Tucson Symphony rocks Music Hall with ‘MeChicano’ premiere

There was no EDM blasting from Linda Ronstadt Music Hall on Friday, Nov. 11, but Juan Pablo Contreras’s “MeChicano” surely matched the energy coming from the sixth annual Dusk Music Festival stages at nearby Jacomé Plaza downtown.

Under the baton of Music Director José Luis Gomez, the Tucson Symphony Orchestra brought to glorious life Contreras’s sonic cross-culture kaleidoscope that borrowed equally from Mexican music styles — toe-tapping cumbia, flashes of mariachi, Mexican waltz and Tejano polka — and quintessential American — jazz and rock, including a drum kit that sounded rock-stage worthy.

Contreras packed a lot of wonderfully lush and rollicking melodies into 12 minutes and from the standing ovation the audience filling two-thirds of the Music Hall gave him when he took the stage Friday night, the work could find itself on a lot of orchestras’ programming .

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“MeChicano” plays like a 1980s Saturday night dance party that newly minted Mexican-Americans threw to help them find their musical and cultural Chicano identities, Contreras explained in remarks to the audience before Friday’s concert. The piece opened with a sterling trumpet line that hung in the backdrop when the strings and woodwinds joined in with a lush, almost cinematic melody. From there, “MeChicano” turned into an all-out dance party, with a little cumbia melody and rocking congo with bongos and the fat belch of a tuba.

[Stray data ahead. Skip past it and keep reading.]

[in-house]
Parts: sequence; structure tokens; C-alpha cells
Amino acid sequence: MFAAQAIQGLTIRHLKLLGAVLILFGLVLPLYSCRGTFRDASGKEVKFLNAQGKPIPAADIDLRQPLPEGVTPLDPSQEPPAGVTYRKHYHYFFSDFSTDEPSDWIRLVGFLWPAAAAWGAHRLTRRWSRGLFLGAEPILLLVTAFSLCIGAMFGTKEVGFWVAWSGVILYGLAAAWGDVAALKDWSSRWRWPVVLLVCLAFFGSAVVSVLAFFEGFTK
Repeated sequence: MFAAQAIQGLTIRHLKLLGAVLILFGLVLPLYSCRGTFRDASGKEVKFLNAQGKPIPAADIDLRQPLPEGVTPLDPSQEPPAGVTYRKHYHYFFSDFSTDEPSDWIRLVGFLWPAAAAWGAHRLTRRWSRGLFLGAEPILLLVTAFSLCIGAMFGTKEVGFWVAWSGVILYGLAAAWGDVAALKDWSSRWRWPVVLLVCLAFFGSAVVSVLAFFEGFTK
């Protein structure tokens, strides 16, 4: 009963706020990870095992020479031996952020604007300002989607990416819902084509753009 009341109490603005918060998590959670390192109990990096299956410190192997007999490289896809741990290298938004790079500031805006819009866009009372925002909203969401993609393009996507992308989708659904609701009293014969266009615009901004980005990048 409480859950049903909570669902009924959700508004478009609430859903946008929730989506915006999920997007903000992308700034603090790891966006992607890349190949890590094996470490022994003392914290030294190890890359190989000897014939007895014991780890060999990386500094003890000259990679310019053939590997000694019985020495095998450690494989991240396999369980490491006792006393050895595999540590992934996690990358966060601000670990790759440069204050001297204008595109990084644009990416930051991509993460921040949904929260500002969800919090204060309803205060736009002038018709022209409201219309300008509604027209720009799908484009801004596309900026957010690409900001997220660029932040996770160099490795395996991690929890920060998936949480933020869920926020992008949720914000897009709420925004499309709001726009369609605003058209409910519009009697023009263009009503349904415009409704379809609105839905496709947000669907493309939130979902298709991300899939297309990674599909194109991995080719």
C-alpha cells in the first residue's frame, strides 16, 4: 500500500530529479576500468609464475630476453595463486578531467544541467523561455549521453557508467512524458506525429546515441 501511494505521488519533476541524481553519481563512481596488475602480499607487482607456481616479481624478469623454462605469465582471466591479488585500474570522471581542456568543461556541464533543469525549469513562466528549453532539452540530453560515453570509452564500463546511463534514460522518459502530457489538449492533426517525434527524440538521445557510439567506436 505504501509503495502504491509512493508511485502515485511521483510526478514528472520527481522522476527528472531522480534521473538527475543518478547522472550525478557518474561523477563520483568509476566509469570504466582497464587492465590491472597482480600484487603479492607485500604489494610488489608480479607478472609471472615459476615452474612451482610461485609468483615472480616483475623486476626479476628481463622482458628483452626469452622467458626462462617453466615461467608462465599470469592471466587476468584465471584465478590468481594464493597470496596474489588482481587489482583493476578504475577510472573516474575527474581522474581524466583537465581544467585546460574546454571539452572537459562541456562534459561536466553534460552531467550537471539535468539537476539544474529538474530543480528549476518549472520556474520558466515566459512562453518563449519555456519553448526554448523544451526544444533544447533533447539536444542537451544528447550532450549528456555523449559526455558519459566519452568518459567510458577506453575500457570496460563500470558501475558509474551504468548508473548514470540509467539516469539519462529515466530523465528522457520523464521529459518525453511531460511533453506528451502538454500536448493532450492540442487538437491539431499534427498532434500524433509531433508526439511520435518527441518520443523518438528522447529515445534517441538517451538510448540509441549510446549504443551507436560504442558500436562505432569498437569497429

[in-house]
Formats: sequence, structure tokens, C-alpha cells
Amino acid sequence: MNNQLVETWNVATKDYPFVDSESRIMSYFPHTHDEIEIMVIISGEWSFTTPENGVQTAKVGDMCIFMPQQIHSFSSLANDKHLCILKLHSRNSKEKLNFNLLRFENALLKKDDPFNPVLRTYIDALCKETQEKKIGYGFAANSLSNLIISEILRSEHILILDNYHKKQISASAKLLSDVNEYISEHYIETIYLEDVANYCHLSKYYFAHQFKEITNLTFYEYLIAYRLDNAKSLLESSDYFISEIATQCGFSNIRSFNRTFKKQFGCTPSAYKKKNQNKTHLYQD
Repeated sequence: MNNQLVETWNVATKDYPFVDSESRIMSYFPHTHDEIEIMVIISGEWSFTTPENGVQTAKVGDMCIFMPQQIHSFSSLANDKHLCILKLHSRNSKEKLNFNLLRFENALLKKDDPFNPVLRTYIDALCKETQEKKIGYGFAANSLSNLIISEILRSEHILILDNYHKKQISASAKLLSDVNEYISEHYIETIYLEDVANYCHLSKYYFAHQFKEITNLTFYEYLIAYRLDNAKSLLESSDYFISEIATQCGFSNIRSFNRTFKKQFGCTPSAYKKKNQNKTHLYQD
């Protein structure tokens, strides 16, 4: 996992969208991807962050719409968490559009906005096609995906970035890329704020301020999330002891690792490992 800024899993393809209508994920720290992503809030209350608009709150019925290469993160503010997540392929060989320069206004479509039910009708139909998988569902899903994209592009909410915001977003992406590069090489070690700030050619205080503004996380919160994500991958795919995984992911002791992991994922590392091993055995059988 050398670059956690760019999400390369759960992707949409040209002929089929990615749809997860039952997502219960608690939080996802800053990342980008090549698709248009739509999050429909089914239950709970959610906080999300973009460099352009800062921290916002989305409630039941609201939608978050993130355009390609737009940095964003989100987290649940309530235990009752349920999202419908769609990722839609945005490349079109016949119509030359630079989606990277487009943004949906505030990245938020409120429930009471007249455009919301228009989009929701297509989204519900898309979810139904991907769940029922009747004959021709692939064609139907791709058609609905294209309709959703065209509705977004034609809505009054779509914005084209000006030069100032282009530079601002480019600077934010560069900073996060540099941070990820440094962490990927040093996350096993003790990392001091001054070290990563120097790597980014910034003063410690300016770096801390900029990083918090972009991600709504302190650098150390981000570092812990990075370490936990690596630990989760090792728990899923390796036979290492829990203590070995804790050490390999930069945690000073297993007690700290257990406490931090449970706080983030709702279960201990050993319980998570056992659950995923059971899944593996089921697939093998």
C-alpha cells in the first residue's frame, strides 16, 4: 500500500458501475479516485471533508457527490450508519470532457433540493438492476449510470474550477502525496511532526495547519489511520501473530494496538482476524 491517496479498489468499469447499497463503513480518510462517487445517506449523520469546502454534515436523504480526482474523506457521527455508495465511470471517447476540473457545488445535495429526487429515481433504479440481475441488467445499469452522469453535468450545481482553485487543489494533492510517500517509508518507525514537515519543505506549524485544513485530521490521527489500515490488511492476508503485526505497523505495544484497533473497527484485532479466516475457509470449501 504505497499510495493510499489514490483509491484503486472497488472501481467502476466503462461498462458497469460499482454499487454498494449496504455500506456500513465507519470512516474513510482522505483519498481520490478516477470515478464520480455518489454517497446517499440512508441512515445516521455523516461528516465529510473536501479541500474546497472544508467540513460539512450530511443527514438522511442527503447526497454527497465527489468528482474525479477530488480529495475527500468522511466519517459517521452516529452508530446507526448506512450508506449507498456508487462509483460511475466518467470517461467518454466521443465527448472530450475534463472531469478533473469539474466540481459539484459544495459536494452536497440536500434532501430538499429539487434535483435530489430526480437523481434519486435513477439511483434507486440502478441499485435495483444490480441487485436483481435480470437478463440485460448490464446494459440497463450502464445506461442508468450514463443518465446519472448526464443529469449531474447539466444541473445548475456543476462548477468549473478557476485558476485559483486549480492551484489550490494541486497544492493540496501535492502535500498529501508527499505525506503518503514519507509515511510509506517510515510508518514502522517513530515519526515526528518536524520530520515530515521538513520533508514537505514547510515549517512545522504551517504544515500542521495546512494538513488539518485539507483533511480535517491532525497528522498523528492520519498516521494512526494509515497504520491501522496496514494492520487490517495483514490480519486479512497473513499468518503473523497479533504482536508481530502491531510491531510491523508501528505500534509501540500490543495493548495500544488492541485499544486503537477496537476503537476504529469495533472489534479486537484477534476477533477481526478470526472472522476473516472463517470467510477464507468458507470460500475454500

The mix of rock, complemented by that not-usually-seen-on-a-symphony-stage drum kit, and jazz blended with Mexican waltz and pop that brought out the brilliant cross-cultural colors Contreras was aiming for.

The TSO co-commissioned the work with six other orchestras through New Music USA’s Amplifying Voices project. Tucson was the third orchestra to premiere the work.

Friday’s concert, part of the orchestra’s season-long “¡Celebración latina!” series, also introduced Tucson to Russian-American piano virtuoso Natahsa Paremski, whose breathtaking performance of Rachmaninoff’s Piano Concerto No. 2 anchored the concert’s first half.

Paremski, donning a striking red dress and sparkling high heels that glistened off the stage lights, opened Rachmaninoff’s behemoth concerto with the poise of someone playing a deceptively simple little tune. Her hands stroked the keys gently, producing a quiet melody that grew more urgent and muscular as she repeated the phrase.

From there, her performance was nothing short of thrilling. She captured Rachmaninoff’s emotional arc, accentuated by soaring strings from the orchestra, with delicate pianissimo passages that Gomez was careful not to drown out with the orchestra.

Friday’s concert, which repeats Sunday, Nov. 13, ended with Carl Nielsen’s Symphony No. 4 “Inextinguishable,” the first time the TSO has performed the work since 2005.

Gomez took us on a wild ride with “Inextinguishable,” a thrilling, dramatic four-movement symphony that plays with no breaks. The maestro accentuated Nielsen’s powerful passages without letting them get opening out of control, summoning the Danish composer’s turbulence and drive without sacrificing the underlying lyrical soul that is its heartbeat. The strings brought out the wild mood swings of Nielsen’s score, which goes from sobering and somber to victorious and jubilant.

One of the most dramatic moments of the piece came with the double timpani in the finale, which evoked the perfect balance of drama and terror that likely was drawn from Nielsen witnessing the ravages of World War I.

Sunday’s concert starts at 2 pm at Music Hall, 260 S. Church Ave. For tickets, visit tucsonsymphony.org.

Contact reporter Cathalena E. Burch at [email protected] On Twitter @Starburch


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